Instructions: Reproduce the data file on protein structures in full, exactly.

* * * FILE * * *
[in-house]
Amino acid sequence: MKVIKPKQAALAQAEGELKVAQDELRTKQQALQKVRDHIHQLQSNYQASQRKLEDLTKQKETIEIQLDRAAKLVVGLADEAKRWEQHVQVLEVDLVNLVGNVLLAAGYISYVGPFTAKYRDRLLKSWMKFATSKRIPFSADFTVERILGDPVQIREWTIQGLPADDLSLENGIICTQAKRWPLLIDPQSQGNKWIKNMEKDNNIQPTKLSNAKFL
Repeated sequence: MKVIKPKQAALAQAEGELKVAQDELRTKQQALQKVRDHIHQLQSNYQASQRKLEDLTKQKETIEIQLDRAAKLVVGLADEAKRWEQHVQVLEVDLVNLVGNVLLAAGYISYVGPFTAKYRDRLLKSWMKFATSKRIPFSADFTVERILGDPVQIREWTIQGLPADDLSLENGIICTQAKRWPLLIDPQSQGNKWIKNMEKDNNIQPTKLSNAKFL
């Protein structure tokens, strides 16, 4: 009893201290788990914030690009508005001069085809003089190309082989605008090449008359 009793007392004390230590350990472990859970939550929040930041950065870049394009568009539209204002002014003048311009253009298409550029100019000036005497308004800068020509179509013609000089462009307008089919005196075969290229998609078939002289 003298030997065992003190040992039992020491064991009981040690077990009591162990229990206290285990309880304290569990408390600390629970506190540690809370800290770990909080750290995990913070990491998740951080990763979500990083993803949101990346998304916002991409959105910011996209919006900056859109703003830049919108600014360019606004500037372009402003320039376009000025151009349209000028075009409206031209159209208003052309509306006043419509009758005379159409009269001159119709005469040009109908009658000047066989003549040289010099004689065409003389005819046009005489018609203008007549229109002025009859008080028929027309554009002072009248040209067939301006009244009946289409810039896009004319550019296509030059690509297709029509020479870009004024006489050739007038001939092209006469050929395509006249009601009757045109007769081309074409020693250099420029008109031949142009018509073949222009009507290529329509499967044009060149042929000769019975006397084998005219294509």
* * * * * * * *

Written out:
[in-house]
Amino acid sequence: MKVIKPKQAALAQAEGELKVAQDELRTKQQALQKVRDHIHQLQSNYQASQRKLEDLTKQKETIEIQLDRAAKLVVGLADEAKRWEQHVQVLEVDLVNLVGNVLLAAGYISYVGPFTAKYRDRLLKSWMKFATSKRIPFSADFTVERILGDPVQIREWTIQGLPADDLSLENGIICTQAKRWPLLIDPQSQGNKWIKNMEKDNNIQPTKLSNAKFL
Repeated sequence: MKVIKPKQAALAQAEGELKVAQDELRTKQQALQKVRDHIHQLQSNYQASQRKLEDLTKQKETIEIQLDRAAKLVVGLADEAKRWEQHVQVLEVDLVNLVGNVLLAAGYISYVGPFTAKYRDRLLKSWMKFATSKRIPFSADFTVERILGDPVQIREWTIQGLPADDLSLENGIICTQAKRWPLLIDPQSQGNKWIKNMEKDNNIQPTKLSNAKFL
């Protein structure tokens, strides 16, 4: 009893201290788990914030690009508005001069085809003089190309082989605008090449008359 009793007392004390230590350990472990859970939550929040930041950065870049394009568009539209204002002014003048311009253009298409550029100019000036005497308004800068020509179509013609000089462009307008089919005196075969290229998609078939002289 003298030997065992003190040992039992020491064991009981040690077990009591162990229990206290285990309880304290569990408390600390629970506190540690809370800290770990909080750290995990913070990491998740951080990763979500990083993803949101990346998304916002991409959105910011996209919006900056859109703003830049919108600014360019606004500037372009402003320039376009000025151009349209000028075009409206031209159209208003052309509306006043419509009758005379159409009269001159119709005469040009109908009658000047066989003549040289010099004689065409003389005819046009005489018609203008007549229109002025009859008080028929027309554009002072009248040209067939301006009244009946289409810039896009004319550019296509030059690509297709029509020479870009004024006489050739007038001939092209006469050929395509006249009601009757045109007769081309074409020693250099420029008109031949142009018509073949222009009507290529329509499967044009060149042929000769019975006397084998005219294509």